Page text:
China, India, Pakistan and Iran are locked into energy competition due to their industrial needs. China and India have growing economies which make energy an important element of their strategic imaginations. Pakistan’s energy needs are increasing by 10-12 per cent annually.
Isolated Iran is the third largest importer of gas despite and has the second largest gas reserves. Now, cash-strapped, it urgently needs an inflow of money to continue with its nuclear programme as the country’s political establishment seeks regional power status. As a result, the country’s leadership has desperately been trying to showcase Iran, Pakistan and India (IPI ) gas pipeline as a more economical and viable alternative to TAPI. Iran has already completed over 80 per cent of the work on the IPI pipeline running through its territory and has even offered to finance the Pakistani side of the pipeline.
Is Iranian investment and confidence in the (IPI) pipeline underpinned by Russian and Chinese assurance to the country? It is hard to imagine that it would otherwise invest so much money in a pipeline that still does not have a confirmed destination. However, an obstacle exists if India, the other buyer Iran is trying to attract, opts out of the project under heavy US pressure underpinned by the Indo-US nuclear deal.
This leaves China, which has already made big footprints in Iranian oil and gas fields in the shadow of the US-led Western isolation of Iran.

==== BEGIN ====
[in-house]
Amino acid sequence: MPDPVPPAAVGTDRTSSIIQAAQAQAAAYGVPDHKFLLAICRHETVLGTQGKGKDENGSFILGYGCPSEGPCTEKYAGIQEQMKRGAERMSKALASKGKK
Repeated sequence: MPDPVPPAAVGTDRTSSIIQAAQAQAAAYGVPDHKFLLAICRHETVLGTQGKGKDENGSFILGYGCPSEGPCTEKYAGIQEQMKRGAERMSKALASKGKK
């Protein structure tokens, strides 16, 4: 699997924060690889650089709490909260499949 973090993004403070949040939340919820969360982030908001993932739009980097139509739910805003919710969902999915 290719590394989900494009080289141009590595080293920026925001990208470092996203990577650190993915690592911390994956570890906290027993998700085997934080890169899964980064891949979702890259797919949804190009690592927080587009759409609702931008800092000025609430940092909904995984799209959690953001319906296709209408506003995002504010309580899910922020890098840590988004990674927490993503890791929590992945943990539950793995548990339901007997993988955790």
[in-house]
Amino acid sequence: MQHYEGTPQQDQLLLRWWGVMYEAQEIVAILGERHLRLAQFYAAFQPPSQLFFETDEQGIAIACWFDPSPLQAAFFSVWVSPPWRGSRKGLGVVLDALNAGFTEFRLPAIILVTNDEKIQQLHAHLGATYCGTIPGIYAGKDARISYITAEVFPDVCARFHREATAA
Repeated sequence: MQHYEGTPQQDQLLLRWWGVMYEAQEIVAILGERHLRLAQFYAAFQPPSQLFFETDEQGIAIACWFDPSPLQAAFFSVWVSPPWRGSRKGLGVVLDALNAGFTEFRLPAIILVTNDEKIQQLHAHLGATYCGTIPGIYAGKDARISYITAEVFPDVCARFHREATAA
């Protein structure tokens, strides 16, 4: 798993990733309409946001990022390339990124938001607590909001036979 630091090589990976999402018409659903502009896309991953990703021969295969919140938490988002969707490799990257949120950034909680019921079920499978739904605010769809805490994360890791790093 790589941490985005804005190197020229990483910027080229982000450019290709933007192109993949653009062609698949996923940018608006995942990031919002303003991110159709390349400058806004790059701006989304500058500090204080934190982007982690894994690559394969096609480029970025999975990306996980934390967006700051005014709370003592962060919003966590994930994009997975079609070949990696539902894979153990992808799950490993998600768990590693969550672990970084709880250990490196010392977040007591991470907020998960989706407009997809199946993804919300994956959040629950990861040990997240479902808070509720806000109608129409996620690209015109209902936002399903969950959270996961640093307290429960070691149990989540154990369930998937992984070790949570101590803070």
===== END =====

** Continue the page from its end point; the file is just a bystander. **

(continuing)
Dr. Christian Lin, visiting scholar at SAIS Centre For Transatlantic Relations, The John Hopkins University, writing about China’s silk road strategy in Afghanistan-Pakistan, states that China has invested over US$25 billion in the last decades in various Iranian oil and gas field development projects such as onshore Azadagan and Yadavarn and offshore South Pars, with the clear intention of increasing its oil and gas supply with liquefied natural gas (LNG) initially and eventually piped gas imports from Iran. So, if Pakistan agrees to the Iran-Pakistan gas pipeline project, then it effectively finds a buyer in energy-hungry China.
Check and block
TAPI is promoted by the US to stop IPI and potentially IPC [Iran Pakistan China pipeline] if China is looped in as an end consumer for Iranian gas. This, along with other economic sanctions, may synergise to throttle the Iranian nuclear program and engineer the collapse of the Iranian regime internally. And there is the added benefit of diminishing a Russian monopoly over Caspian gas while ensuring sustained energy for US investment in India - considered a strategic partner in a new world order.
These geopolitical realities are reflected in the polarisation of the international structure itself. Recent US and Pakistani disputes over NATO attacks on Pakistani army posts at the border of Afghanistan often lead to suspension of transit facilities to NATO trucks transporting goods through Pakistan for international military forces. There have been consistent voices in the US Congress against partnership with Pakistan in its fight against the “War on Terror”. Pakistan has desperately been trying to cling to China and is ready to twist itself to keep its friendship intact to survive and sustain.
It is possible that Pakistan’s heightened needs for energy security and its isolation by the US will push the country closer to IP gas pipeline which may eventually become Iran-Pakistan-China (IPC) pipeline. Iran joining Pakistan and China will effectively lead China to navigate around India and thus, not only complete the triangle but allow Iran to emerge as an actor with greater strength to threaten the world with a blockade in the Strait of Hormuz. It is a powerful bargaining chip.